Sigilism pt2: Harmony

In my last post I covered what Sigilism is and provided some background behind it before briefly laying out the three foundational principles that govern the magic’s behavior. Here I shall go into the first foundational principle, Harmony, in greater detail.

Foundational Principle of Harmony

While giving my broad overview of the three foundational principles I said that the principle of harmony states: Sigils are much weaker if the powers they grant do not work in harmony toward a common end. Okay. Great. What does that mean?

Sigils have a very focused nature. They are made to do one thing, and any aspect of their behavior which does not work toward that same goal ultimately ends up hindering their function. You can think of it sort of like the difference between a normal wrench and an adjustable one. The normal wrench is ideal for tightening a very specifically sized bolt, and while an adjustable wrench may be able to do the same job it isn’t specifically designed for that particular size of bolt and so may slip and round off the corners, may have trouble fitting into the space available, or have other drawbacks. This means that a lot of thought needs to go into how a sigil will accomplish the task that is set before it.

Let’s look at an example of a noble who wants to create a sigil that allows them to create fires. According to the Principle of Harmony this would mean that they cannot also freeze things, correct? Well…maybe. It depends on what approach they decide to take.

The most straightforward approach would be to have the sigil simply create enough heat to set a fire. In this instance you would be 100% correct if you believed that the sigil could not both start a fire and freeze something. Freezing a thing requires a reduction in energy, which is exactly the opposite of what this sigil is designed to do. Attempting to create a sigil that could both start a fire and freeze things would result in one that is unable to do either, as the actions of creating thermal energy and destroying it cancel each other out.

But what if we look at the problem another way. Instead of creating heat out of nothing perhaps it would be better to move heat around, taking it from one (or several) objects and concentrating it in another. In this case a clever person may realize that they have gotten the ability to freeze things for free in the deal. Simply remove heat from a single source (such as a glass of water) and spread it to other objects until the temperature drops as far as desired.

Actually, the person who gets a sigil that moves heat around will probably notice they can get a number of free powers. The sigil would be able to make them more resistant to temperature extremes (by regulating how quickly heat enters or leaves their bodies). If they start a fire, they have a readily available way to put it out again. Someone who is especially concerned with petty niceties could even make sure that their meals never get cold.

With so many benefits to the second approach why would anyone prefer the first? That gets back to the base nature of the sigils. Looking at our second example, it is moving heat around. This means that it is taking the heat out of something, and placing it into something else. You cannot simply remove the heat, nor can you just generate heat out of nothing. This comes with a number of limitations, but the chief one is that as the temperature gradient increases it necessarily becomes more difficult to move more heat as it naturally wishes to flow in the opposite direction. A sigil which simply creates heat (or removes it, for that matter) does not have that restriction.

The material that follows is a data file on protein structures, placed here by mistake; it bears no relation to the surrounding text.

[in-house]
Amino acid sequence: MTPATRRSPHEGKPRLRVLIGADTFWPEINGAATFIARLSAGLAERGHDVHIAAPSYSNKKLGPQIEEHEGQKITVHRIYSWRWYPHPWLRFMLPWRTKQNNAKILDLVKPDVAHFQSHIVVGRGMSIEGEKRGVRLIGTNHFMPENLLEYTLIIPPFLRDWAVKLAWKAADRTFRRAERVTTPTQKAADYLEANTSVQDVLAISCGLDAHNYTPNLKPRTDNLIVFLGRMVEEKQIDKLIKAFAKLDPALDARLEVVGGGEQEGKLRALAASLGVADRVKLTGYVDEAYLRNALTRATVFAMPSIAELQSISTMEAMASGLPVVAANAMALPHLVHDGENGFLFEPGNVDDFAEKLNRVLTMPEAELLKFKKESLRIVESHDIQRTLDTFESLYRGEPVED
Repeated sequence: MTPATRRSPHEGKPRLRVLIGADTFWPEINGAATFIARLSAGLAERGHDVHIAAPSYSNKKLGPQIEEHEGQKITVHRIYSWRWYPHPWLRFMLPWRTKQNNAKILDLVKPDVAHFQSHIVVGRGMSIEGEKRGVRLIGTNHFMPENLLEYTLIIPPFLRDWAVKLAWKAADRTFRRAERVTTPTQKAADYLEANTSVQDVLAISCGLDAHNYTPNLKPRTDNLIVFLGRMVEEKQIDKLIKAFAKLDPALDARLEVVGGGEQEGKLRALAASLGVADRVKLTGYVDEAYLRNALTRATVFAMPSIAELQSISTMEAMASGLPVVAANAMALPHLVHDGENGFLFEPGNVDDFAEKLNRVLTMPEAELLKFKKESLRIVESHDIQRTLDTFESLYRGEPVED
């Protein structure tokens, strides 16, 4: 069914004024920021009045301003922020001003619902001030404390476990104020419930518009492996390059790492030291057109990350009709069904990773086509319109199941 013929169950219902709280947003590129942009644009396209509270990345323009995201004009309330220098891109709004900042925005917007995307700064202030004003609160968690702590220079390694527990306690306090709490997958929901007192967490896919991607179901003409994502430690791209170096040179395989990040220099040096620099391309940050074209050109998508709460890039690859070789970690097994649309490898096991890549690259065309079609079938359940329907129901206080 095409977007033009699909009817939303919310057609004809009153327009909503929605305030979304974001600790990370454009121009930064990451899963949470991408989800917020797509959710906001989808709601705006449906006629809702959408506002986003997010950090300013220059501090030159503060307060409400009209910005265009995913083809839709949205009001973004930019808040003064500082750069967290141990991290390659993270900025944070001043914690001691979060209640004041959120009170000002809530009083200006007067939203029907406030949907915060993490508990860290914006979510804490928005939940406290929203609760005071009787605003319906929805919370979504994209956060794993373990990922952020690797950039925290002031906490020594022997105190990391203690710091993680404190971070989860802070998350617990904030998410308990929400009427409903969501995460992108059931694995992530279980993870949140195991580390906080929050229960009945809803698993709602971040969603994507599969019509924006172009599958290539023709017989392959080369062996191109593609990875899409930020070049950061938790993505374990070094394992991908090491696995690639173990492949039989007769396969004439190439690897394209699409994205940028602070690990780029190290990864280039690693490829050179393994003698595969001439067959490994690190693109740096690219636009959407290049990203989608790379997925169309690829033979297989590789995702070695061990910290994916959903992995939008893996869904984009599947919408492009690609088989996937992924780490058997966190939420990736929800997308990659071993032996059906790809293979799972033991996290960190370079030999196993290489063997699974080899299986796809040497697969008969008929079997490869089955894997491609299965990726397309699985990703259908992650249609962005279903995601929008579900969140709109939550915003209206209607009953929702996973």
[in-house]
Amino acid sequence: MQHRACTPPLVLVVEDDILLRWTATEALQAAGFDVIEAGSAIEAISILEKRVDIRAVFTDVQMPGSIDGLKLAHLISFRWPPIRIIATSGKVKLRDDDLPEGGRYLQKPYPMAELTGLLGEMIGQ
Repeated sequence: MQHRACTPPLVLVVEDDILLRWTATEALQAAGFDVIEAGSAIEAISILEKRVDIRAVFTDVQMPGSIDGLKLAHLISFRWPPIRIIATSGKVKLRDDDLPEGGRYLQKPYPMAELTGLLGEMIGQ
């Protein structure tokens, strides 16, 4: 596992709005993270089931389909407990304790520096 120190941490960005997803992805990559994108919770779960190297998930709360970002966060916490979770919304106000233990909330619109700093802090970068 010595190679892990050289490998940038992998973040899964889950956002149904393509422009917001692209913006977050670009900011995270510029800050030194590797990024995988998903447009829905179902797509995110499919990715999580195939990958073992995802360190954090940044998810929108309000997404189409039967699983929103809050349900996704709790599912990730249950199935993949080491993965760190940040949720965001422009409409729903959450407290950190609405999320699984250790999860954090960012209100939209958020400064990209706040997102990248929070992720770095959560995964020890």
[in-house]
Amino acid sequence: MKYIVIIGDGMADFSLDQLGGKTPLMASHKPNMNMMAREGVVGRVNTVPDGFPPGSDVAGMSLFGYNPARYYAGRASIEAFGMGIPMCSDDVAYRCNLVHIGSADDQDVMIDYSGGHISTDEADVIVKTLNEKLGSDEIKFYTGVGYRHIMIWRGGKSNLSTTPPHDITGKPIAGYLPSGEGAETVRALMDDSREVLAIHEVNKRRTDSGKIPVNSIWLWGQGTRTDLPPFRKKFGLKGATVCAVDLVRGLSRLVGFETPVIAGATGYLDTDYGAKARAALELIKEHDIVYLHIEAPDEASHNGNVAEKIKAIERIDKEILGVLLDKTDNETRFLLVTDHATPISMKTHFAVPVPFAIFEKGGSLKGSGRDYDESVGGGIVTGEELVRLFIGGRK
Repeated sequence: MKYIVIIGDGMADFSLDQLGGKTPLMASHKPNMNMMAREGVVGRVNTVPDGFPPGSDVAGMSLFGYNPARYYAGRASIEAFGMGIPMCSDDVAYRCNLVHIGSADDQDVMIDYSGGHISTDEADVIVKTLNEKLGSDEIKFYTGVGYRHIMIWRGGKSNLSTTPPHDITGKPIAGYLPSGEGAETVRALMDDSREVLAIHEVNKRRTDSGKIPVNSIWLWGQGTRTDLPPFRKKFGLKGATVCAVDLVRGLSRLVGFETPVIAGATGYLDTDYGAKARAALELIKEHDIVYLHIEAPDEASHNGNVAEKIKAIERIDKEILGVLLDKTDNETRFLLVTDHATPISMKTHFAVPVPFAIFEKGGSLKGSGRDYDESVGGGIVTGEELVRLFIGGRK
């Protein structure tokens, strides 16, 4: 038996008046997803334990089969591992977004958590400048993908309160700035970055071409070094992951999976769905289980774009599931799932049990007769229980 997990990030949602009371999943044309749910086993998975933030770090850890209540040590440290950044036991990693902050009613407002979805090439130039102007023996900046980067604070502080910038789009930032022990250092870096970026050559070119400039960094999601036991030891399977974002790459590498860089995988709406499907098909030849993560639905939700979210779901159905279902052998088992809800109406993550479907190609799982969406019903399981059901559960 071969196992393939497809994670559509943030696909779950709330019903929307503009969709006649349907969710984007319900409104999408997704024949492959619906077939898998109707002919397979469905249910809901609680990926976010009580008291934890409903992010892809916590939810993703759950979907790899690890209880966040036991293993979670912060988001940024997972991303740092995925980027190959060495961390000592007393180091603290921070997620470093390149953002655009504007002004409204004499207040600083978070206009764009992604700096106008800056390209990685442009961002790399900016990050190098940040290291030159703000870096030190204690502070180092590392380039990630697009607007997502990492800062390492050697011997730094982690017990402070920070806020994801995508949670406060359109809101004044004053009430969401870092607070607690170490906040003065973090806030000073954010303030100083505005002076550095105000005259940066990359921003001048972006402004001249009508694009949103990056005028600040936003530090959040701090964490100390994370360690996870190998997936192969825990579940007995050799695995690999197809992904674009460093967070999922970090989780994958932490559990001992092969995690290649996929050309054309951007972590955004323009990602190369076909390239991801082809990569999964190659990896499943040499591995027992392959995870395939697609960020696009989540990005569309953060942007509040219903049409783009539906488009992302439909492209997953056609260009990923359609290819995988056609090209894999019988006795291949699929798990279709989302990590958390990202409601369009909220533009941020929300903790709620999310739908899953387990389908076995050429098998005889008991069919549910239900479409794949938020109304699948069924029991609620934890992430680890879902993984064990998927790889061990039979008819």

One major consequence of this is that if it is cold enough the sigil which moves heat around might not actually be able to start a fire. There might not be enough heat that the user can concentrate to get a flame, and it will be difficult to keep the heat concentrated properly to start a fire. Attempting to do so is likely to burn a lot of silver. By contrast a sigil that simply creates heat needs to only create enough to light the fire.

Also keep in mind that the sigil which creates heat can have other powers associated with it as well, provided they are closely linked to its purpose. Do you want to be able to create a fireball in your hand without burning yourself? That is possible, as it involves controlling where the energy you are creating will go. Just keep in mind that ideally the secondary abilities are involved in either helping to control the primary power, or are logical extensions of it. Stepping outside those bounds will weaken the sigil. Not burning yourself with a flame of your creation is one thing, but being completely immune to all fire regardless of source is completely different.

There is an odd extension to this: anyone who wears two sigils at once will find that both are rendered impotent unless both do exactly the same thing in exactly the same way. In effect, wearing two sigils results in behavior similar to a single sigil that is poorly designed. Moreover, wearing two identical sigils does not improve their potency. In theory someone could swap between sigils by taking one-off and putting another on, however the magic is so heavily restricted this has yet to become an issue. Even noble families wealthy enough to maintain several sigils prefer to have them wielded by multiple individuals.